Tom Kinslow

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Tom Kinslow.jpg

Thomas F. Kinslow

  • Bats Right, Throws Right
  • Height 5' 10", Weight 160 lb.

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Biographical Information[edit]

"Connie Mack . . . was well aware of Tom's ability as a worker of the batsman. He declared that there were few better men than the convivial lad from Washington. Kinslow, however, thought more of a good time than to play ball." - from Sporting Life of March 2, 1901, after Tom Kinslow's death

Catcher Tom Kinslow played ten seasons in the major leagues. Although mostly a below-average hitter, he had one notable season in 1892 when he hit .305 with 11 triples in 66 games for the Brooklyn Grooms. Even so, he appeared at catcher in slightly fewer games than the team regular, Con Daily, who hit .234. He also umpired a couple of National League games that season.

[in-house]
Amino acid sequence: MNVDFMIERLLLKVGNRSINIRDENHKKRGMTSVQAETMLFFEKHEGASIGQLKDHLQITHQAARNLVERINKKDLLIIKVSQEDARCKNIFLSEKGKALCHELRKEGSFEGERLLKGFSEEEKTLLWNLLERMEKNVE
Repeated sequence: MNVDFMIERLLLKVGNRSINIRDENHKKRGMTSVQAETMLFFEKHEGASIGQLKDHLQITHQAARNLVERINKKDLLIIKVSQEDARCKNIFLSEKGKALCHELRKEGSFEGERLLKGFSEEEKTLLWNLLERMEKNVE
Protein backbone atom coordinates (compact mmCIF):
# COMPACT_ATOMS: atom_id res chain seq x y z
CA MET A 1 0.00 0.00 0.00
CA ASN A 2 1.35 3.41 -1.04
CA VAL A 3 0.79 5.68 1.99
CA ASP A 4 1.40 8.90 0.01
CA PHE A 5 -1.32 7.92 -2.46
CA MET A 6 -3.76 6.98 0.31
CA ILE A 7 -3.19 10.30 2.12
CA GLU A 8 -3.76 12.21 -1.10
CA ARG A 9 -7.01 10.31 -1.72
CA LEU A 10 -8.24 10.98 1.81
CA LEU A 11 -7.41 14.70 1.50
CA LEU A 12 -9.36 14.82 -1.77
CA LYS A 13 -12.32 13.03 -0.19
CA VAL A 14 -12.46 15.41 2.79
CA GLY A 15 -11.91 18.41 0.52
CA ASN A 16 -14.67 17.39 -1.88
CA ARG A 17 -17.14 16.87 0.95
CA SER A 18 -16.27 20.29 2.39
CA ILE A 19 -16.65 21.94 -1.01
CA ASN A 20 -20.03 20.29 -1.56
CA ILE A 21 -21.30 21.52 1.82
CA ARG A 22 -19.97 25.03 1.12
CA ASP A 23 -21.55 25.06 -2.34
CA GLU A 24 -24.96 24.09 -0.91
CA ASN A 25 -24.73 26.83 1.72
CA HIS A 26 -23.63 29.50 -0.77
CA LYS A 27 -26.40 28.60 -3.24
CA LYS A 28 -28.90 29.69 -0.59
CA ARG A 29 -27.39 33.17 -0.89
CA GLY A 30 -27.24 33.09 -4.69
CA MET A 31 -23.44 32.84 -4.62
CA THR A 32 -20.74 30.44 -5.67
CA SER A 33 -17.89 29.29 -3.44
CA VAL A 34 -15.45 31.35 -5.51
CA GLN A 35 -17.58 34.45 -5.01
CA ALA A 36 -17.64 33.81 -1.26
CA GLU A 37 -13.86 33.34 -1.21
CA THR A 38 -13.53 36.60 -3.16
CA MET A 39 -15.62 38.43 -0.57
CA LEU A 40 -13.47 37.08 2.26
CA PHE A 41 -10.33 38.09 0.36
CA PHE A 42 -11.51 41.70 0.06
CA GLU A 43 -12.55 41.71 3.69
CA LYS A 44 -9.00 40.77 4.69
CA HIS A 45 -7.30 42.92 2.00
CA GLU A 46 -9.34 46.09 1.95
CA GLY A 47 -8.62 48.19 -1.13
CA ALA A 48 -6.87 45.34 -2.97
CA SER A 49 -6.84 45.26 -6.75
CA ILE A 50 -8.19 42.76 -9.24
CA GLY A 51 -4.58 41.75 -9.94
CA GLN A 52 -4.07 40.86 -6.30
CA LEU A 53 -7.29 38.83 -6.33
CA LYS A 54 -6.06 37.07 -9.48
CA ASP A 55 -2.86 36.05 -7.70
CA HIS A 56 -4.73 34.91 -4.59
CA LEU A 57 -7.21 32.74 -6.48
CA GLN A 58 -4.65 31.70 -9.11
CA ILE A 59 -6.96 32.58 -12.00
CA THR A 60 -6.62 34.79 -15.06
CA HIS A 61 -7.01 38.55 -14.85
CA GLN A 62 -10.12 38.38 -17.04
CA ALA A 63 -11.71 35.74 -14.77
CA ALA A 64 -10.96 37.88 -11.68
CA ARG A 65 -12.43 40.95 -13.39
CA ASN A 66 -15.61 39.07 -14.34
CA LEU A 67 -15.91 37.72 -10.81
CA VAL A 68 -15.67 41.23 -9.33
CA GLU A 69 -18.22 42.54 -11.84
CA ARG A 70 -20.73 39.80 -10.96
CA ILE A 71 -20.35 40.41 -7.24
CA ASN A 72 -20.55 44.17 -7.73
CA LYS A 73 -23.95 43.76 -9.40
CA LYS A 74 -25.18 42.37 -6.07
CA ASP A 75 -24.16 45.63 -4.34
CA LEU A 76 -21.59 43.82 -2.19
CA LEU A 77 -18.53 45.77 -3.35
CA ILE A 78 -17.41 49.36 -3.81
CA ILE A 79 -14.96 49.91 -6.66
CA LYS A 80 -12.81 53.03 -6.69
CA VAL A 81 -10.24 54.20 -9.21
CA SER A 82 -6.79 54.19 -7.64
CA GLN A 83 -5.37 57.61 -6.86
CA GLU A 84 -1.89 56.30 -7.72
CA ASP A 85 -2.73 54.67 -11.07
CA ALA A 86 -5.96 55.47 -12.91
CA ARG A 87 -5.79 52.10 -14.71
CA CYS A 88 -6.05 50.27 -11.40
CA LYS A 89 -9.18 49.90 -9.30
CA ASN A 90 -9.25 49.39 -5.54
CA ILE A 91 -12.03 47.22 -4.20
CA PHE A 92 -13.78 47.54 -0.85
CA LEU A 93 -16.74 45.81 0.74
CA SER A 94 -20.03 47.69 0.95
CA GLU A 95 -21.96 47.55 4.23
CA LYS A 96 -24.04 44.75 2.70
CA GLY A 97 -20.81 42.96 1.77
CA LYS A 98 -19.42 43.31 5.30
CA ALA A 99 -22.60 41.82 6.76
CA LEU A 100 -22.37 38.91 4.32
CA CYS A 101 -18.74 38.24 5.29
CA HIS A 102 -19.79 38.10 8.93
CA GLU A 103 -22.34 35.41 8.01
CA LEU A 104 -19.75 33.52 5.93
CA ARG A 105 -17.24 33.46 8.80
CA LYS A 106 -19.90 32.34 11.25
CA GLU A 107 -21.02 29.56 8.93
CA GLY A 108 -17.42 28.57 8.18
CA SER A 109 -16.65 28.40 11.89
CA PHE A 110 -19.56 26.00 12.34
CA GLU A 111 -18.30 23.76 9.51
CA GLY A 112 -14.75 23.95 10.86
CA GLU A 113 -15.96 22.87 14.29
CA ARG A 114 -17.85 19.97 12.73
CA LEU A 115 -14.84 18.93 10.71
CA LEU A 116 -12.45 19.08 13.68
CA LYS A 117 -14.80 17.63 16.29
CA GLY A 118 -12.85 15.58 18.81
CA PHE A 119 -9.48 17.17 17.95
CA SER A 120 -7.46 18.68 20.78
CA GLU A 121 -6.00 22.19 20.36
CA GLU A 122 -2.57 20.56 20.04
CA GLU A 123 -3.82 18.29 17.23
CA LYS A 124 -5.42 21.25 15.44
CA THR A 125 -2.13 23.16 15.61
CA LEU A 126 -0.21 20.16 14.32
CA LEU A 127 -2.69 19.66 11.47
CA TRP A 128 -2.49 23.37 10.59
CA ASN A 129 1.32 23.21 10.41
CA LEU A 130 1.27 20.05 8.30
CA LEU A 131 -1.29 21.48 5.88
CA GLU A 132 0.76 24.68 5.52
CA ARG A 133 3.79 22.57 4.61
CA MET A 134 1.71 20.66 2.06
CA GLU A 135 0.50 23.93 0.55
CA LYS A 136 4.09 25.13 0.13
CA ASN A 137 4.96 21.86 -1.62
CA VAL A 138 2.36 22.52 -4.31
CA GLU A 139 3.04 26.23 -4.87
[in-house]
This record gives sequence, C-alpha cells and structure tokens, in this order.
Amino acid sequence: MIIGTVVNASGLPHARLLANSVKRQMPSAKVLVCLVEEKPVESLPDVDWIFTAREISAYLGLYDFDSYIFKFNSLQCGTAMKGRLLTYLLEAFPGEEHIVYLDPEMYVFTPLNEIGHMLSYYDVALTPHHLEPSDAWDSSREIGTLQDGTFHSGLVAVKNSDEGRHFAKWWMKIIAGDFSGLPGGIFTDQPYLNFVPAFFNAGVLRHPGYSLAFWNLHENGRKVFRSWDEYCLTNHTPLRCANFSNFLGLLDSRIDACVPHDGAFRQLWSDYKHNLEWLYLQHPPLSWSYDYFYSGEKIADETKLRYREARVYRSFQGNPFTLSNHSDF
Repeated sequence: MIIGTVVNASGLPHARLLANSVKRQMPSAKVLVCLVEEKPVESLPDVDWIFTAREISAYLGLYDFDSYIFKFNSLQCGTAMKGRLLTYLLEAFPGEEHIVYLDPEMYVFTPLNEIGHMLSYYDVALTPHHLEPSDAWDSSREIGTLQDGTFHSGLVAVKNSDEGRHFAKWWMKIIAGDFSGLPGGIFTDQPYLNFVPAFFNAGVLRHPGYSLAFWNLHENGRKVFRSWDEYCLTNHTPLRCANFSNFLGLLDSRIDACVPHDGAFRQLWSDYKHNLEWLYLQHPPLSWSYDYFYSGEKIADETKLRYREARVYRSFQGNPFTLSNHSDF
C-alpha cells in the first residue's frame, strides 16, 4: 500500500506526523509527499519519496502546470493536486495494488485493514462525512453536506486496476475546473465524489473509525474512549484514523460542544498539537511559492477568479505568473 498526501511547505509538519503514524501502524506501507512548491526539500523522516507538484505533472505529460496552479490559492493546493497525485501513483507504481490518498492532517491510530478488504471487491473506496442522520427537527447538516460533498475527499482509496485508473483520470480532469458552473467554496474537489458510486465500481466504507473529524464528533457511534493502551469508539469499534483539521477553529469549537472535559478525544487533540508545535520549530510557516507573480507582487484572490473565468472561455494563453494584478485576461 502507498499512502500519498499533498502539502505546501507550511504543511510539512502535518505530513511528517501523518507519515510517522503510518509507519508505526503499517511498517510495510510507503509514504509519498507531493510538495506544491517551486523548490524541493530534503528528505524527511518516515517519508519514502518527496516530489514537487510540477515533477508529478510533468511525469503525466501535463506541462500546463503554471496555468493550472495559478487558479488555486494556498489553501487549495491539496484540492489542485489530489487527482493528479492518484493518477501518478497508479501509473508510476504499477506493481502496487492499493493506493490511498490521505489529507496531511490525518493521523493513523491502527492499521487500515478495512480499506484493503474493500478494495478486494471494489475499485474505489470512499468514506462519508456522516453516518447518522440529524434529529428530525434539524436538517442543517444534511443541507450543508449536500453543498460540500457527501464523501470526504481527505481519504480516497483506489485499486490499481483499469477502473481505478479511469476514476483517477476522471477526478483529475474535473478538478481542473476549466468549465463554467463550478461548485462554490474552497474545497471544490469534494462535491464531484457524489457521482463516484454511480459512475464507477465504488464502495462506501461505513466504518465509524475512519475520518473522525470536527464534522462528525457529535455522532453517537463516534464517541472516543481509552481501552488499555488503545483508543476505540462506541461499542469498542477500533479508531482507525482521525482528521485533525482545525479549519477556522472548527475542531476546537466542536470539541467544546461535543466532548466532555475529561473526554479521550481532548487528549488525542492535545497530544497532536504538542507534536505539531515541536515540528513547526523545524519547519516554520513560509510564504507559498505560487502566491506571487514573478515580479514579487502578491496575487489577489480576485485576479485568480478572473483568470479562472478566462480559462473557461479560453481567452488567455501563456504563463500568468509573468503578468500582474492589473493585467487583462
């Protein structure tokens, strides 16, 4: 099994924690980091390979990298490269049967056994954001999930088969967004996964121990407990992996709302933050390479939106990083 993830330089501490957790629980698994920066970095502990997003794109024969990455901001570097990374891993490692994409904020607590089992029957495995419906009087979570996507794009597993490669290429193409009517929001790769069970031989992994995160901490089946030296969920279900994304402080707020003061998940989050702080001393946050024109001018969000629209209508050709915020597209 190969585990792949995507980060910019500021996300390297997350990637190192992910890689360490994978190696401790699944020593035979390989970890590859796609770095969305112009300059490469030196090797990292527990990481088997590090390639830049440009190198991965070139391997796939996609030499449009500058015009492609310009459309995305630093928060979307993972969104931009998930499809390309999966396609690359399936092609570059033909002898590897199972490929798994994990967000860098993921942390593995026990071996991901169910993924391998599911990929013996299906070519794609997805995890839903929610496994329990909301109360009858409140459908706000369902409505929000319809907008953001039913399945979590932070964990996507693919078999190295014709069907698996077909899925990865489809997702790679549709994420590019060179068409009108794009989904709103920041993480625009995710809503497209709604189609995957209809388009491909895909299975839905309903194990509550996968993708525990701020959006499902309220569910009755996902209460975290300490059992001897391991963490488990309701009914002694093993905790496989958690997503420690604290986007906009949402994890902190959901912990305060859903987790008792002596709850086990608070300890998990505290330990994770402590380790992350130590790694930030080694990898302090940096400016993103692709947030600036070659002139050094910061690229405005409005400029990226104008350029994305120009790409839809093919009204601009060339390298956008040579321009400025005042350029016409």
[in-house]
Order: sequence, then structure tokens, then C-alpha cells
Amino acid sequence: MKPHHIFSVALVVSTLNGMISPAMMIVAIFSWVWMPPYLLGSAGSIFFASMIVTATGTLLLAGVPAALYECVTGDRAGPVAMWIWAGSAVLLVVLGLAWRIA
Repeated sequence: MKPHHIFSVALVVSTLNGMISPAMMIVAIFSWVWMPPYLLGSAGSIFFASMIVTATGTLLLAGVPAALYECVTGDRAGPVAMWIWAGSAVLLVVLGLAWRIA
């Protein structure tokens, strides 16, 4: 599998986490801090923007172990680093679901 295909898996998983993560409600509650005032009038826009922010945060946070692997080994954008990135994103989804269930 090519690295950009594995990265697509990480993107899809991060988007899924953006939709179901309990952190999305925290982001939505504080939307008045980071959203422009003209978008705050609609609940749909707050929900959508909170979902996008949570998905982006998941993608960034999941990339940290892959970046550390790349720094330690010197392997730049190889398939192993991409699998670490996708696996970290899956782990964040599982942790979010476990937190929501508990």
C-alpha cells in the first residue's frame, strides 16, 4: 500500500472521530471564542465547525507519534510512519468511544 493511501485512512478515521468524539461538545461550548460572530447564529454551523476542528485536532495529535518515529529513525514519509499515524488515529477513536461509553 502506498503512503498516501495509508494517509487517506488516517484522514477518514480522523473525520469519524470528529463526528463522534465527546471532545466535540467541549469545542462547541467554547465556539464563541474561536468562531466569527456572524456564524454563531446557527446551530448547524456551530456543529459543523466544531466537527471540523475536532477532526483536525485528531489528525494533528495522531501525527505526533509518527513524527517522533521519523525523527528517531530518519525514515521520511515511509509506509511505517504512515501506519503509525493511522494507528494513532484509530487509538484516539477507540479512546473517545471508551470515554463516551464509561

Most of Kinslow's games were with Brooklyn in the Players League and in the National League from 1890 to 1894.

Sporting Life of December 5, 1896 had the following things to say: "Tom Kinslow was adept in the keep-a-batter-guessing style of catching, and the Pittsburg management put up with a great many of Tommy's faults before they cast him adrift. It was indeed unfortunate that Kinslow was so indifferent and convivial in his nature."

During his career, Sporting Life at various times said that Kinslow was in the oyster business, had a restaurant and ran a bar. In the winter of 1898-1899 he was working out daily at the Lenox Athletic Club in New York City.

He died in 1901. Sporting Life on September 15, 1900 carried a notice that Kinslow "is reported to be dying".

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